Equalizing leg length by “lengthening the shorter leg” by surgery: a case report

S. Chockalingam*, Alagumalai

Department of Orthopedics, Kauvery Hospital, Trichy, India

*Correspondence: smch17@gmail.com


Limbs can be unequal in length due to many reasons. Common causes are trauma leaving one leg shorter, infection of bone affecting growth in a child and congenital deficiency of growth of one limb. Congenital deficiency of growth of one limb has different sub types. We will limit to “congenital lower limb discrepancy” in this article.

One leg can be shorter than the other either in the thigh bone, or tibia bone or a combination of both. Specific conditions go by different names. They are proximal focal femoral deficiency, tibia hemimelia and fibular hemimelia. Fibular hemimelia is a common condition with partial or complete deficiency of fibular growth associated with tibial shortening.  They can be associated with deformities of foot, knee or hip or combination of these.

Case Presentation

We describe a 10-year-old boy who presented with shortening of 4.5 cm. He had limping and had started developing back pain due to imbalance in the spine due to this leg length difference. His clinical assessment and x rays are shown here.


They confirm his difference to be in the leg segment with shortening of tibia.

Leg length difference can either be static or progressive. The difference will usually be progressive in congenital limb length discrepancy. This means that his 4.5cm shorter leg will get worse with growth. Hence, we counselled the family with different treatment options. As the shortening is 4.5cm, shoe raise was prescribed to balance his spine and walking. It was however unacceptable in the long run as the shortening will increase with his growth. Normal leg shortening either by acute shortening or by growth arrest procedure, though are options, are not advisable in this age. These normal leg procedures are usually done after and around the age of 14 years.

Lengthening of the affected leg by gradual distraction was advised. Child and parents were explained in detail and surgery was performed. Anesthesia was regional with spinal epidural analgesia. The surgery involved the following steps:

  1. Division of fibula and excision of small segment.
  2. Application of external fixator frame with pins passing through tibia and fibula.
  3. Division of tibia, called corticotomy.
  4. Closure of surgical wounds and dressing of pin sites.


The patient had adequate pain relief post operatively. His leg was elevated to prevent swelling and to facilitate wound healing.

Gradual distraction of the bone at the corticotomy site was commenced on day 4. The two parts of tibia were distracted apart at a rate of 1mm per day. The distraction was done in four increments in a day six hours apart which equated to 0.25mm per distraction maneuver. This was tough to the parents and the child. This distraction was done by the child and his parents and they were taught the method. He tolerated these maneuvers well. He was discharged on day 7th post op day.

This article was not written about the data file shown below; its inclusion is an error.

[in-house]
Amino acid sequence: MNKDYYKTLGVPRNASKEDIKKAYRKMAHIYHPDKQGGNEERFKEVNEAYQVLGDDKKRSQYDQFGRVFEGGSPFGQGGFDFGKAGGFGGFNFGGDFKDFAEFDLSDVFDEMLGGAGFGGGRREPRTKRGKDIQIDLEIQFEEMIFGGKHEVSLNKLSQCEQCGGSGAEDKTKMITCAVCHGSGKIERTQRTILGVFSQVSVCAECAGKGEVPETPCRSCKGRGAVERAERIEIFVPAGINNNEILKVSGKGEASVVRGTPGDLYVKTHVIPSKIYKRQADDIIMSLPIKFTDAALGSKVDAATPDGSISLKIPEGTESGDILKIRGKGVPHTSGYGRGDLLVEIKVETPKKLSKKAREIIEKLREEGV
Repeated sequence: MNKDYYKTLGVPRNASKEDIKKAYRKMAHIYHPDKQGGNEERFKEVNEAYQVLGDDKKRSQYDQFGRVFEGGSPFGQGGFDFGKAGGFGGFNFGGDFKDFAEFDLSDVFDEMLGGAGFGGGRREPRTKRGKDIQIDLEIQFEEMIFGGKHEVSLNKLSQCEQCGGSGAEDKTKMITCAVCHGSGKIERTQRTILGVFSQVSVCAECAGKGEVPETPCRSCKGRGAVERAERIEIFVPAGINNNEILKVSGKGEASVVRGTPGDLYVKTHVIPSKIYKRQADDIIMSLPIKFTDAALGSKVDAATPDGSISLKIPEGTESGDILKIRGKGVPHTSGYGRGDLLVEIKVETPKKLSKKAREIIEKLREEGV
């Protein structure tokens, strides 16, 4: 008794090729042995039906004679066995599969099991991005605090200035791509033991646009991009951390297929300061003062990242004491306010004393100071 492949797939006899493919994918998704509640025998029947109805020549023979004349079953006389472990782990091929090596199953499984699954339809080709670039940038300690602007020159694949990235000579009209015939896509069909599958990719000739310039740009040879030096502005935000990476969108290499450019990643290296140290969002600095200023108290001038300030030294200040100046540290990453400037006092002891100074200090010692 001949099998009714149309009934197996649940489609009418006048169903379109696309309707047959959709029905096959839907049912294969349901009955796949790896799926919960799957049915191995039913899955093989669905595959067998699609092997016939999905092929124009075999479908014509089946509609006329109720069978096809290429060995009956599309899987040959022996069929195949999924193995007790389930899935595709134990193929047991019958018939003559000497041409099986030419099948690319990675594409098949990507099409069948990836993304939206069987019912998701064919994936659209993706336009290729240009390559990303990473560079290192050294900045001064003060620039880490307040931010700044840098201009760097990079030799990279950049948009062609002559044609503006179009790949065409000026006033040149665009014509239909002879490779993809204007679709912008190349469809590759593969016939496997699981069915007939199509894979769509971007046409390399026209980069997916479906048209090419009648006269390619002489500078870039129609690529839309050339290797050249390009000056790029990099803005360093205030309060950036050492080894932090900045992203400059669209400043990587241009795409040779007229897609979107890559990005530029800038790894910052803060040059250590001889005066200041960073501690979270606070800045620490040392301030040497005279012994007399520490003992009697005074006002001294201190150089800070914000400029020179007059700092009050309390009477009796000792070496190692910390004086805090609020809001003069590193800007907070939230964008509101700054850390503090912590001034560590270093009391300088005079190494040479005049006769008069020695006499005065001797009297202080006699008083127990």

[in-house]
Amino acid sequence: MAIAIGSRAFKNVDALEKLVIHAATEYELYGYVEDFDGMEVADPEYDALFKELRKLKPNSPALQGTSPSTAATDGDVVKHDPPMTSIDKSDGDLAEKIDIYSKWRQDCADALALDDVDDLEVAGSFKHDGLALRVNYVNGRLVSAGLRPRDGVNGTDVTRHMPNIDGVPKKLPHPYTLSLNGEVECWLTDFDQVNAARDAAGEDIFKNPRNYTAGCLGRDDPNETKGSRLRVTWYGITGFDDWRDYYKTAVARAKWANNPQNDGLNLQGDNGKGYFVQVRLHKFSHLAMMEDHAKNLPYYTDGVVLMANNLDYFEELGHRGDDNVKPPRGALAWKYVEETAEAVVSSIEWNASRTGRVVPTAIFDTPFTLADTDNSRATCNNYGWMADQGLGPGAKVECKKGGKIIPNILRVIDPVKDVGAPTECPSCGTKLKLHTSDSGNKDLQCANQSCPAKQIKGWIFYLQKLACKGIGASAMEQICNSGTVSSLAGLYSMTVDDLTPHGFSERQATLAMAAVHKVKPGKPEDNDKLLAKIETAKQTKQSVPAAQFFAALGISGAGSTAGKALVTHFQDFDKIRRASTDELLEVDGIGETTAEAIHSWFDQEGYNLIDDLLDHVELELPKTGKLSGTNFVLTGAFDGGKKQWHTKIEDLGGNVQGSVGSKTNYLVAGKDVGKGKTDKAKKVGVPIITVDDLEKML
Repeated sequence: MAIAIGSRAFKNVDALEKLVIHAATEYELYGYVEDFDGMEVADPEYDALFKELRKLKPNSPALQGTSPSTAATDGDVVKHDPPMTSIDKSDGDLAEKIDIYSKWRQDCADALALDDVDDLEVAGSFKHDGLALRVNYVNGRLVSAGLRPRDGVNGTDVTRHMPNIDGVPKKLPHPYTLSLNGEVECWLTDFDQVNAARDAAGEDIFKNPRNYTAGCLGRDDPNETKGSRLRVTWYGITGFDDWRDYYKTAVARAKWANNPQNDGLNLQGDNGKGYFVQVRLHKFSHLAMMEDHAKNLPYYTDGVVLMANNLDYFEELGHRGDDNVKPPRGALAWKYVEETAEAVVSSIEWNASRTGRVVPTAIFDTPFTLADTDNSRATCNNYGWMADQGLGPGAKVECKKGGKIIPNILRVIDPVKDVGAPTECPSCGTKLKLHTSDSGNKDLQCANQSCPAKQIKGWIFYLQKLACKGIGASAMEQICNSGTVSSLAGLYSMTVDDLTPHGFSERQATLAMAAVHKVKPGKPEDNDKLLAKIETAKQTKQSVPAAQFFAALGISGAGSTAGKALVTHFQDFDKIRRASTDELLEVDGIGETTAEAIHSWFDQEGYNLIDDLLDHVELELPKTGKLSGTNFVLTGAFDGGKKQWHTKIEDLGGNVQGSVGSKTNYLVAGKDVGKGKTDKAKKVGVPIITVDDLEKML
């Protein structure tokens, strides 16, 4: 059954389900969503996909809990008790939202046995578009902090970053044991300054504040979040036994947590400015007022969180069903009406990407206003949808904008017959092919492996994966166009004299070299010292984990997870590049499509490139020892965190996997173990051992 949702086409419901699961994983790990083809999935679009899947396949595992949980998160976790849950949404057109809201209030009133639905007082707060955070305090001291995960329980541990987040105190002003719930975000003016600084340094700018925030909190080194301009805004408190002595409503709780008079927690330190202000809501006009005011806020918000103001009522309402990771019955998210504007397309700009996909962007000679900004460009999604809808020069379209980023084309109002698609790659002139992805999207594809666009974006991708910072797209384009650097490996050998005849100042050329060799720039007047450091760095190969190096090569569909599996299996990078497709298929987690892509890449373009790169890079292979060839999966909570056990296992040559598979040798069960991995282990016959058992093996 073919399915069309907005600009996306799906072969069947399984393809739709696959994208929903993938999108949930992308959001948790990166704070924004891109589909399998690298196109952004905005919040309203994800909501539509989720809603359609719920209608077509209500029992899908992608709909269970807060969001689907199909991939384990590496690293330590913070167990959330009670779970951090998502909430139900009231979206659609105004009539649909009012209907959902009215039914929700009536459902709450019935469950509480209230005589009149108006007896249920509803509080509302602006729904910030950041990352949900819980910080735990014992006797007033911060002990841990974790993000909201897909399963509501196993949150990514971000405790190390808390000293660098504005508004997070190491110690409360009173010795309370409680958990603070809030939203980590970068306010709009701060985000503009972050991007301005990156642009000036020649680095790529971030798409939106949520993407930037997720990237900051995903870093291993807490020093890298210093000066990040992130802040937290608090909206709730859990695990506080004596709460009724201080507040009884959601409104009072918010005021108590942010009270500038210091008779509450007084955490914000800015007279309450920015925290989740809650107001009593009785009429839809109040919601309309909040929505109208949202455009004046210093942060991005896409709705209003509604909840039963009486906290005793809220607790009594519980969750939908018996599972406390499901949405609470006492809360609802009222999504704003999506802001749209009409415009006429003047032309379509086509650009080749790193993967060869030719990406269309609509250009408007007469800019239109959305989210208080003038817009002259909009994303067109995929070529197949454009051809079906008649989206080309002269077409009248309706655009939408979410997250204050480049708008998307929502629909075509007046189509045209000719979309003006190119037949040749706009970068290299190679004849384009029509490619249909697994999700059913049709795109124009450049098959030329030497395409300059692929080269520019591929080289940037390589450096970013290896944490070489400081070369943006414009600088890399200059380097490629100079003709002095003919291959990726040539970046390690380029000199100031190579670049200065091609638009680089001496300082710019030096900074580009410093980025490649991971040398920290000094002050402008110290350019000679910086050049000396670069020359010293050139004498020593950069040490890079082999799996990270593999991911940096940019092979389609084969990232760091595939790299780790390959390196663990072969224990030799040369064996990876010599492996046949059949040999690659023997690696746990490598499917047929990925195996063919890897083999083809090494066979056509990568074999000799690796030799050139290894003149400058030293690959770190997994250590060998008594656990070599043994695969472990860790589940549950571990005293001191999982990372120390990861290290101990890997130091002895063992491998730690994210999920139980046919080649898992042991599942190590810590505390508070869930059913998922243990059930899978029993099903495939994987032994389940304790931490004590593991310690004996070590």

He had regular review with repeated x rays to monitor continuation of distraction. These are shown in the follow up x rays with gradual increase in the gap between the two ends of tibia


The new bone gradually forms as a soft callus and fills the gap.



He achieved the intended distraction of 4.5 cm in 45 days. Then the distraction was stopped. The frame was kept to support the growing bone to consolidate for another 90 days. This equates to 30 days per cm of bone grown. During the entire period, the boy did exercises for the knee, foot and ankle. He was also mobilizing with a frame and was independent walker with assistance of the frame.

The x ray dated 25.06.2021 shows the bone to consolidated well enough to remove the frame. The removal of frame was done with short anaesthesia.


He subsequently mobilized with a walker and exercises his knee and foot and ankle.


Congenital leg length discrepancy is not an uncommon condition in the general population. Due to the varying severity of this condition, children may not come to treatment depending on the symptoms or absence thereof. Fibular hemimelia is a common condition causing this discrepancy.

Fibular hemimelia may result in difference of leg length ranging from 1.5 cm to as much as 6 to 7 cm. Depending on the magnitude, a simple shoe raise to equalize the difference is advised. In our patient, the difference was significant enough to warrant surgery.

Leg lengthening by distraction is called distraction osteogenesis. Though this surgery has been reported in the literature originally back in ———–, advances in external fixation and internal lengthening procedures in the past three decades, have standardized this procedure.

External fixation devices are two types, monoliteral fixators and ring fixators. We used ring fixator, concepts and design by the Russian Surgeon, Gavrii abramovich llizarov. This device helps in good control of the bones during distraction, with minimal morbidity. Due to multiple pins, involved in fixing the bones as compared to mono lateral fixators, the patient compliance is essential for the successful outcome.


We have demonstrated with our case report that the difference in leg length can be managed by biological process of growing bones with gradual distraction. We feel that sharing this case report will improve awareness among the doctors at large of this surgical procedure and successful outcome.




Dr. S. Chockalingam

Senior Consultant – Orthopaedic Surgeon